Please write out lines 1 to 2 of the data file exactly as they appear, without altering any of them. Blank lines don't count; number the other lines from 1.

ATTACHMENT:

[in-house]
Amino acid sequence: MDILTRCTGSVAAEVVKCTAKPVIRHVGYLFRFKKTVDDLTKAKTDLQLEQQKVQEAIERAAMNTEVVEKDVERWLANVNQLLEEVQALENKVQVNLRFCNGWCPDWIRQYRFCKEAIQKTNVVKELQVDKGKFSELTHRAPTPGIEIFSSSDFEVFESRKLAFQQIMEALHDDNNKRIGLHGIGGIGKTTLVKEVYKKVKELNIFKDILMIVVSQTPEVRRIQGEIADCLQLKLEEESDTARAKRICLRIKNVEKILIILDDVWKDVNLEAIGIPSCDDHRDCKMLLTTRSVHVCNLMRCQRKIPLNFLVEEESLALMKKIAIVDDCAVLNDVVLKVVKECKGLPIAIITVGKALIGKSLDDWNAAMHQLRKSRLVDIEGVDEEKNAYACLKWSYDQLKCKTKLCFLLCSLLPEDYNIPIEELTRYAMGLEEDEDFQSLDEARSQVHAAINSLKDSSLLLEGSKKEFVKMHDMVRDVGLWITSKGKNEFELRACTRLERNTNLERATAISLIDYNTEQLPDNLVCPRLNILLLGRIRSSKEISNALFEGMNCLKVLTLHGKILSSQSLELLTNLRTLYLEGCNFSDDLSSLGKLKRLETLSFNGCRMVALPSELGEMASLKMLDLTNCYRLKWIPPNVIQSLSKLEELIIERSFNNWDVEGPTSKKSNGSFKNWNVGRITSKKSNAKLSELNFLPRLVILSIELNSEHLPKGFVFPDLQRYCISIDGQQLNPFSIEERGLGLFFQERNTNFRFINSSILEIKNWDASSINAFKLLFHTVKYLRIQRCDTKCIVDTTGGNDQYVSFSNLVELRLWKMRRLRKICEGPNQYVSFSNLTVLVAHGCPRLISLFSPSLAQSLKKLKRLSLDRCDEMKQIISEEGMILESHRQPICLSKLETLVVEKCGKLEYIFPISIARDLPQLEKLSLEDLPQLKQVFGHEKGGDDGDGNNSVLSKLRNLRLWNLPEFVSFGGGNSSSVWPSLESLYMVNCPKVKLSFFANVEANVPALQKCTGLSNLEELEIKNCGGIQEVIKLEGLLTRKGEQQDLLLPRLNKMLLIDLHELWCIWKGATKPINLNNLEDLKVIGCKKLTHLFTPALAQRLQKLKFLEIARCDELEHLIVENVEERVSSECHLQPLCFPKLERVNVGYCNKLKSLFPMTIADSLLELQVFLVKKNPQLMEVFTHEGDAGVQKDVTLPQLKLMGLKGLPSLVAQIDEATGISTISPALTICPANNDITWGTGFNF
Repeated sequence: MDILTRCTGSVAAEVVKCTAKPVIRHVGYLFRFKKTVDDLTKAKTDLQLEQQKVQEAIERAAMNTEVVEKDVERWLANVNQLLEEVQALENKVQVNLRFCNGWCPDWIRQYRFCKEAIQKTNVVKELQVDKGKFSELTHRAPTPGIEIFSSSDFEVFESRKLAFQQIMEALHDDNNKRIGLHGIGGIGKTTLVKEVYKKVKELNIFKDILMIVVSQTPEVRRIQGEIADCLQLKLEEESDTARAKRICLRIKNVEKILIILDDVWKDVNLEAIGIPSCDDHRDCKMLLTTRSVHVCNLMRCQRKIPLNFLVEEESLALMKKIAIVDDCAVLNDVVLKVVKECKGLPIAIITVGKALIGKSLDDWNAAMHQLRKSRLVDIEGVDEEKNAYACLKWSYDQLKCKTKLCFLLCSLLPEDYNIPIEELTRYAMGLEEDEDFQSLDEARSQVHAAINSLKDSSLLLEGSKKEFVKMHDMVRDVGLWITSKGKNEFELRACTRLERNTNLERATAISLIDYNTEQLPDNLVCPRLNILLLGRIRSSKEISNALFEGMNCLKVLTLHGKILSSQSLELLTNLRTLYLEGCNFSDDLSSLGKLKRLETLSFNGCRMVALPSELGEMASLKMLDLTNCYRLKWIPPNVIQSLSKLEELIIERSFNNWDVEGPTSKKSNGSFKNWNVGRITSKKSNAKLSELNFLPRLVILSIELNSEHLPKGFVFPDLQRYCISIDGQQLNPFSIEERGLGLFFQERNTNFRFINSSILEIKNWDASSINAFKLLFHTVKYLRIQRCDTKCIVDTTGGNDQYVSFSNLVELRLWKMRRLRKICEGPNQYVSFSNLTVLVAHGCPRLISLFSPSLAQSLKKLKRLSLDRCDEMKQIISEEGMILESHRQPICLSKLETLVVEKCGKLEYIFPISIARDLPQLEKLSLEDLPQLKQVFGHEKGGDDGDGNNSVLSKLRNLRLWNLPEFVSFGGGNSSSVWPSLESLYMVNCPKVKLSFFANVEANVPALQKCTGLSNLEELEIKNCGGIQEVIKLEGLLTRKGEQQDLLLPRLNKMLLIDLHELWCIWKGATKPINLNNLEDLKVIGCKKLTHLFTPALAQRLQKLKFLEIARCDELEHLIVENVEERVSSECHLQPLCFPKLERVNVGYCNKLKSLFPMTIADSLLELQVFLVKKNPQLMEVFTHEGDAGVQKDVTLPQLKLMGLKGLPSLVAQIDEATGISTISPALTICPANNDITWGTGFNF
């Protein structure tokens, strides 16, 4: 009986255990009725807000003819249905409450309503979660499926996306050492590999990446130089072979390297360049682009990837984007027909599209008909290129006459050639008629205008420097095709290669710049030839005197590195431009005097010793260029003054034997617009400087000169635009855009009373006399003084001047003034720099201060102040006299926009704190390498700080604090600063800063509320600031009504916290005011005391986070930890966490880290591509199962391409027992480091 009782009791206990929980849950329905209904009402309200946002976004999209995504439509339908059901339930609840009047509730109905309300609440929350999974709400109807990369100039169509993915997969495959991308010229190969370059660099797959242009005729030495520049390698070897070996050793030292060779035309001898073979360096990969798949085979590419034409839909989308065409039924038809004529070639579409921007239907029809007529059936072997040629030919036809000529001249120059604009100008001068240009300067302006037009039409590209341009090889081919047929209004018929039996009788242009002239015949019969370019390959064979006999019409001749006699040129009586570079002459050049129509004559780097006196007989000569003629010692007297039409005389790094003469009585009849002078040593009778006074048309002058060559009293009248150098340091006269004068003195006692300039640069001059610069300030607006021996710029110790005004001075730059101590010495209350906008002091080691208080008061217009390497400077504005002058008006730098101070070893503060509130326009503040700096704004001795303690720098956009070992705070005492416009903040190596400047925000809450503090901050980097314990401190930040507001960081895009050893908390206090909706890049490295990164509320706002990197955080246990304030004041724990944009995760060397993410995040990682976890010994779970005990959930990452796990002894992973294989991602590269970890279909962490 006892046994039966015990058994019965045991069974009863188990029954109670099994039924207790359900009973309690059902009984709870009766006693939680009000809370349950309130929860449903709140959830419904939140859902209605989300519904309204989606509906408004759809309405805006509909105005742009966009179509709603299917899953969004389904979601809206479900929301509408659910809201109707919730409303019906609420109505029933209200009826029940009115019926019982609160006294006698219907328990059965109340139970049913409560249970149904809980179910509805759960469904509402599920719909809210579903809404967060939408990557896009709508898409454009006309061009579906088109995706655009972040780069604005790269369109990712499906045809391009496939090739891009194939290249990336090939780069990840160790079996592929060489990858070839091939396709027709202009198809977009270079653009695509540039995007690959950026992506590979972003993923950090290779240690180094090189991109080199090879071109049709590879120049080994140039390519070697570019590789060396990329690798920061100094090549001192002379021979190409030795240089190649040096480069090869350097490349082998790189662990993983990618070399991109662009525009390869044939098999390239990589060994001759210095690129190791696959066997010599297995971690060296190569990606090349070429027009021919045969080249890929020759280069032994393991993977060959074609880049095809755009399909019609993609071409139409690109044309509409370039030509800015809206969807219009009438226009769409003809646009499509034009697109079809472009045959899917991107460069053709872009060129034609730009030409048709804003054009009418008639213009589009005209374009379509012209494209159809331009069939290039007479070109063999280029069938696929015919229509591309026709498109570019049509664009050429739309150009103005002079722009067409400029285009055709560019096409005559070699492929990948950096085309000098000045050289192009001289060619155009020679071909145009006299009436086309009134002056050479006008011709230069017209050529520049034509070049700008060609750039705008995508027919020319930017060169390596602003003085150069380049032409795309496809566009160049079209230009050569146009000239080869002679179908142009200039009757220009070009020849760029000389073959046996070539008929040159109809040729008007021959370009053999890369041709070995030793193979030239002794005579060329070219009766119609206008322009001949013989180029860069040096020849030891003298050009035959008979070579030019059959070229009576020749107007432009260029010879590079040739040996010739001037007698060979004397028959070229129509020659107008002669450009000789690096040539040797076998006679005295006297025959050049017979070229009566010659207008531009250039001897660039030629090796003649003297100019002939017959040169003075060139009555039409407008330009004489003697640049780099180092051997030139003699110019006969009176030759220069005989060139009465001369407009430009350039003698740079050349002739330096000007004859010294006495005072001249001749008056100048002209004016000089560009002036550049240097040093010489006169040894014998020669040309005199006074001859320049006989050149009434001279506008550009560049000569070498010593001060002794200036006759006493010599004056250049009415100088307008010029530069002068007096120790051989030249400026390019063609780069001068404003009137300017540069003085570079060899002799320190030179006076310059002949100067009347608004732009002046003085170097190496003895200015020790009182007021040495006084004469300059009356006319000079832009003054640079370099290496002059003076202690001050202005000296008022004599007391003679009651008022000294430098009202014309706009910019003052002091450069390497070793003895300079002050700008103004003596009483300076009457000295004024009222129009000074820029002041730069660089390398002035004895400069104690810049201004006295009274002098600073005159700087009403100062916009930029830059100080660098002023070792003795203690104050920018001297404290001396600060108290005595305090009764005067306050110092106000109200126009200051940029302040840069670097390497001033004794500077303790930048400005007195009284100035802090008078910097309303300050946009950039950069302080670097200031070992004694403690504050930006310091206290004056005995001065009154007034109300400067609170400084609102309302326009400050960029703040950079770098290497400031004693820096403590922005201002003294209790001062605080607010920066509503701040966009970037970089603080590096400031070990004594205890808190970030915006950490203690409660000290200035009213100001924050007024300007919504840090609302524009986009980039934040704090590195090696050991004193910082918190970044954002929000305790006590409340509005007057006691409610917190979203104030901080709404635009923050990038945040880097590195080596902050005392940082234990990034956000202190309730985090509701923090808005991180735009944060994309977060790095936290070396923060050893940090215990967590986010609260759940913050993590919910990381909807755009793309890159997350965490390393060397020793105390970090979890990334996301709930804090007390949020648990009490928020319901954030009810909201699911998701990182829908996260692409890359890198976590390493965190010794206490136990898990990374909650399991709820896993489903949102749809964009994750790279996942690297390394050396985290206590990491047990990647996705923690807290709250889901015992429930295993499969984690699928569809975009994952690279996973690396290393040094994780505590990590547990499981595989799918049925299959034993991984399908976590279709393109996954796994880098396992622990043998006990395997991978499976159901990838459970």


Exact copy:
[in-house]
Amino acid sequence: MDILTRCTGSVAAEVVKCTAKPVIRHVGYLFRFKKTVDDLTKAKTDLQLEQQKVQEAIERAAMNTEVVEKDVERWLANVNQLLEEVQALENKVQVNLRFCNGWCPDWIRQYRFCKEAIQKTNVVKELQVDKGKFSELTHRAPTPGIEIFSSSDFEVFESRKLAFQQIMEALHDDNNKRIGLHGIGGIGKTTLVKEVYKKVKELNIFKDILMIVVSQTPEVRRIQGEIADCLQLKLEEESDTARAKRICLRIKNVEKILIILDDVWKDVNLEAIGIPSCDDHRDCKMLLTTRSVHVCNLMRCQRKIPLNFLVEEESLALMKKIAIVDDCAVLNDVVLKVVKECKGLPIAIITVGKALIGKSLDDWNAAMHQLRKSRLVDIEGVDEEKNAYACLKWSYDQLKCKTKLCFLLCSLLPEDYNIPIEELTRYAMGLEEDEDFQSLDEARSQVHAAINSLKDSSLLLEGSKKEFVKMHDMVRDVGLWITSKGKNEFELRACTRLERNTNLERATAISLIDYNTEQLPDNLVCPRLNILLLGRIRSSKEISNALFEGMNCLKVLTLHGKILSSQSLELLTNLRTLYLEGCNFSDDLSSLGKLKRLETLSFNGCRMVALPSELGEMASLKMLDLTNCYRLKWIPPNVIQSLSKLEELIIERSFNNWDVEGPTSKKSNGSFKNWNVGRITSKKSNAKLSELNFLPRLVILSIELNSEHLPKGFVFPDLQRYCISIDGQQLNPFSIEERGLGLFFQERNTNFRFINSSILEIKNWDASSINAFKLLFHTVKYLRIQRCDTKCIVDTTGGNDQYVSFSNLVELRLWKMRRLRKICEGPNQYVSFSNLTVLVAHGCPRLISLFSPSLAQSLKKLKRLSLDRCDEMKQIISEEGMILESHRQPICLSKLETLVVEKCGKLEYIFPISIARDLPQLEKLSLEDLPQLKQVFGHEKGGDDGDGNNSVLSKLRNLRLWNLPEFVSFGGGNSSSVWPSLESLYMVNCPKVKLSFFANVEANVPALQKCTGLSNLEELEIKNCGGIQEVIKLEGLLTRKGEQQDLLLPRLNKMLLIDLHELWCIWKGATKPINLNNLEDLKVIGCKKLTHLFTPALAQRLQKLKFLEIARCDELEHLIVENVEERVSSECHLQPLCFPKLERVNVGYCNKLKSLFPMTIADSLLELQVFLVKKNPQLMEVFTHEGDAGVQKDVTLPQLKLMGLKGLPSLVAQIDEATGISTISPALTICPANNDITWGTGFNF